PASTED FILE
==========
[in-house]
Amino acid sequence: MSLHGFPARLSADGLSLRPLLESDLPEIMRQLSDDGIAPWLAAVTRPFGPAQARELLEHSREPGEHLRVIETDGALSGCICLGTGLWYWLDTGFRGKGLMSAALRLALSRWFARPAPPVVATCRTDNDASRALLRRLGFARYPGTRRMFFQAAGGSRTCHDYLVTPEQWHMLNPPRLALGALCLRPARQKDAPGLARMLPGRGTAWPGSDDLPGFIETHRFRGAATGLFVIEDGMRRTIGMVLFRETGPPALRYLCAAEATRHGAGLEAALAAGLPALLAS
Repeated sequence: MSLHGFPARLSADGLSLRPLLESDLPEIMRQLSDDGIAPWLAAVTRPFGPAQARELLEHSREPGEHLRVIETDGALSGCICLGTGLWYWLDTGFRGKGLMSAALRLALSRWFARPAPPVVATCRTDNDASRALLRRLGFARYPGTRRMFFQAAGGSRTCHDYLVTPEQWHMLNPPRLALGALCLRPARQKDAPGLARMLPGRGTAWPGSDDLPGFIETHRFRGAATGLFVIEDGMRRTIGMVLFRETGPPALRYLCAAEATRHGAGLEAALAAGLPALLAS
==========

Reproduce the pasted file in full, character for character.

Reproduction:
[in-house]
Amino acid sequence: MSLHGFPARLSADGLSLRPLLESDLPEIMRQLSDDGIAPWLAAVTRPFGPAQARELLEHSREPGEHLRVIETDGALSGCICLGTGLWYWLDTGFRGKGLMSAALRLALSRWFARPAPPVVATCRTDNDASRALLRRLGFARYPGTRRMFFQAAGGSRTCHDYLVTPEQWHMLNPPRLALGALCLRPARQKDAPGLARMLPGRGTAWPGSDDLPGFIETHRFRGAATGLFVIEDGMRRTIGMVLFRETGPPALRYLCAAEATRHGAGLEAALAAGLPALLAS
Repeated sequence: MSLHGFPARLSADGLSLRPLLESDLPEIMRQLSDDGIAPWLAAVTRPFGPAQARELLEHSREPGEHLRVIETDGALSGCICLGTGLWYWLDTGFRGKGLMSAALRLALSRWFARPAPPVVATCRTDNDASRALLRRLGFARYPGTRRMFFQAAGGSRTCHDYLVTPEQWHMLNPPRLALGALCLRPARQKDAPGLARMLPGRGTAWPGSDDLPGFIETHRFRGAATGLFVIEDGMRRTIGMVLFRETGPPALRYLCAAEATRHGAGLEAALAAGLPALLAS